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The Original Version of Alien: Resurrection Would’ve Featured an Alien Battle on Earth

Keeping Xenomorphs off Earth is priority number one.

By Cassidy Ward
Alien Resurrection

The combined talents of director Ridley Scott, writer Dan O’Bannon, and artist H. R. Giger may have produced the most consistently terrifying extraterrestrial in all of fiction when they birthed the Xenomorph. To be caught in a confined space with one of them is an almost certain death sentence unless your name is Ellen Ripley. The only silver lining, the only solace that the victims of the Xenomorphs can hold onto, is that (with the exception of the Alien vs. Predator films) the universe’s perfect killing machines have never made their way back to Earth. But they almost did in Alien: Resurrection (airing on SYFY).

Alien: Resurrection Took Viewers to Times and Places They’d Never Been Before

The fourth entry in the Alien franchise takes place 200 years after the events of Alien 3. It’s two centuries later but powerful forces are still bent on finding a way to use Xenomorphs as weapons. To that end, scientists cook up a clone of Ellen Ripley using DNA taken before her death in the previous film.

Before her death, Ripley’s DNA had been contaminated by the Xenomorph Queen, and her clone wakes aboard the spaceship Auriga with an alien embryo growing inside her. The ship’s doctors safely remove it, but Ripley is left with enhanced abilities, acidic blood, and a psychic link to the killer aliens.

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When the laboratory Xenomorphs escape, because of course they do, Ripley is forced to endure yet another fight for survival in the deeps of space where, you might recall, no one can hear you scream. To make matters worse, when the Xenomorphs damage the ship, it triggers an emergency protocol and makes a b-line for Earth. We’re no exobiologists, but returning home is probably the worst thing you could do when you’re ferrying angry, untethered extraterrestrials.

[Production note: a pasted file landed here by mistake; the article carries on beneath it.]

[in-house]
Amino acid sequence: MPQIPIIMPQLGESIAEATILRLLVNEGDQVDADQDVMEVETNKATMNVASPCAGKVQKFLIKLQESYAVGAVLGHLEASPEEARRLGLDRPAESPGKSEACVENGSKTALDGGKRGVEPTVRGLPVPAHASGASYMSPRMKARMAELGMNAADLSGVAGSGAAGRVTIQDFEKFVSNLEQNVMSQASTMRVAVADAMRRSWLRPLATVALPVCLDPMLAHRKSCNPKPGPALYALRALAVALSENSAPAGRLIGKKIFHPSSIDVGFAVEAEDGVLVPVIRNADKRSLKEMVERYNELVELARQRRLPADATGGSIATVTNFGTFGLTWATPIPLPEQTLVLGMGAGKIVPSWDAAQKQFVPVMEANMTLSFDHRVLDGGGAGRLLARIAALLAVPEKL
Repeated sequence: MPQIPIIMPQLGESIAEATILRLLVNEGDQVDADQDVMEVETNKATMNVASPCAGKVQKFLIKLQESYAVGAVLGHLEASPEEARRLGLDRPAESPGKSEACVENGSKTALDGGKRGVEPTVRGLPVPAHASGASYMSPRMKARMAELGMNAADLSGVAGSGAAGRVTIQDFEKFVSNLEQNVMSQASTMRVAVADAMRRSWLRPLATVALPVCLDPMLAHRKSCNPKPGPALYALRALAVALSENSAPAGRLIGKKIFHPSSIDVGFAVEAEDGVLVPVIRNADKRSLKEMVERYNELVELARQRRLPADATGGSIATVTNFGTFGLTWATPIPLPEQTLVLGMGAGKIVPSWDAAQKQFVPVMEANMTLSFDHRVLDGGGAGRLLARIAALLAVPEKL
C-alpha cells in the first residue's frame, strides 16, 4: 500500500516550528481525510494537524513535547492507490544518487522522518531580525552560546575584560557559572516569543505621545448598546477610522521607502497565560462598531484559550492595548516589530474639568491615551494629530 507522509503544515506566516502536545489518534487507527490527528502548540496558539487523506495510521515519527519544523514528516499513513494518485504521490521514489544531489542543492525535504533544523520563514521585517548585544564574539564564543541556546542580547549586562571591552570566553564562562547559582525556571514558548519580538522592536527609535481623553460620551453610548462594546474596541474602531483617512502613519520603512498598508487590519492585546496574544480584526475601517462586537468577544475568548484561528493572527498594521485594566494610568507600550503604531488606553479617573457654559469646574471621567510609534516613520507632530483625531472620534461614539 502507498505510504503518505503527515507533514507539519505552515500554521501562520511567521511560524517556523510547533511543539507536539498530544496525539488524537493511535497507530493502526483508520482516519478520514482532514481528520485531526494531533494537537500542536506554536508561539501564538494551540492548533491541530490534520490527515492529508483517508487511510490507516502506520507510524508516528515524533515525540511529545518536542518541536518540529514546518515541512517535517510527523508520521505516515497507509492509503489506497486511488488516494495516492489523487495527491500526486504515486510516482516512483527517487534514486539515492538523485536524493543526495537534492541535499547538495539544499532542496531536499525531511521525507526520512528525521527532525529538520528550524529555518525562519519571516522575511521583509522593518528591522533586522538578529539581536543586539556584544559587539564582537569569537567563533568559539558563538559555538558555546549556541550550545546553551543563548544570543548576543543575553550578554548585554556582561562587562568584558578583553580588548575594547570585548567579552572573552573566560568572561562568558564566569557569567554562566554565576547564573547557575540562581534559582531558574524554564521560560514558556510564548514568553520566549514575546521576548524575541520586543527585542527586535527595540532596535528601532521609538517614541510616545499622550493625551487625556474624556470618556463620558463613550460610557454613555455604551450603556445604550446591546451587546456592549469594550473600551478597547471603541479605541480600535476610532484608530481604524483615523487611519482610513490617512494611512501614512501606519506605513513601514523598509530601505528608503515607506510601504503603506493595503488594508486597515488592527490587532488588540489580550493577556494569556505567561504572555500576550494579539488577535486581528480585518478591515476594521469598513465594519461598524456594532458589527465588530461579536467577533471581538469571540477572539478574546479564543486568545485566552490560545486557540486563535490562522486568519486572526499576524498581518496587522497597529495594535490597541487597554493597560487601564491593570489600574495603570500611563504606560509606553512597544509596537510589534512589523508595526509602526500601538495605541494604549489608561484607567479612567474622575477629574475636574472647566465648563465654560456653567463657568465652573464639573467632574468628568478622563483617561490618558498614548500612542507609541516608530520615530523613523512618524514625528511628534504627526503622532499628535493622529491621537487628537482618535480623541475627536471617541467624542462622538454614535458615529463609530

Fearing the imminent demise of the human race, the ship’s android, Call (Winona Ryder), sets the ship on a collision course with the surface, hoping the impact will destroy the Xenomorphs. Meanwhile, as a result of all the genetic buffoonery at play, the Xenomorph Queen has developed a uterus and given birth to a Xenomorph-Human hybrid known as the Newborn. Sensing an affinity with Ripley and getting no love from its mother, the Newborn kills the Xenomorph Queen. Ripley rewards it by melting a tiny hole in the ship and forcing the Newborn through it.

In the end, Ripley and co. escape to the mercenary ship Betty before the Auriga smashes into the planet. That’s the way things ended when Alien: Resurrection hit theaters back in 1997, but screenwriter Joss Whedon originally had plans to bring the franchise home.

Alien: Resurrection’s Original Humanity-Threatening Ending on Earth


In the original script, Whedon imagined a series of different endings, all of which would have taken place on Earth’s surface. Our survivors still end up on the Betty, but rather than remaining in orbit, the ship crash lands on Earth with Ripley, two other people, and the Newborn still alive. Having landed in a forest close to the city, Ripley picks up a grenade launcher and goes after the Newborn one-on-one. Despite her enhanced strength and abilities, Ripley is nearly overpowered before Call comes to the rescue on a flying piece of futuristic heavy machinery.

The Newborn meets its end in the jaws of a flying thresher, its acidic blood sparking a forest fire. The movie would have ended with Ripley and friends watching the flames flicker over the biological and mechanical wreckage, but it wasn’t meant to be. And Whedon also penned Earth-based endings in a junkyard, the desert, and a maternity ward, according to Den of Geek.

Those terrestrial settings were eventually abandoned because of costs, it just made more sense to stay in space. And in the end, maybe that’s where Xenomorph stories belong. Besides, that’s the only place you can force your sad alien son through a hole the size of a golf ball.

See it for yourself in Alien: Resurrection, airing on SYFY Wednesday 3/27 @ 4:48 pm and 3/28 at @ 2:00 pm Eastern.

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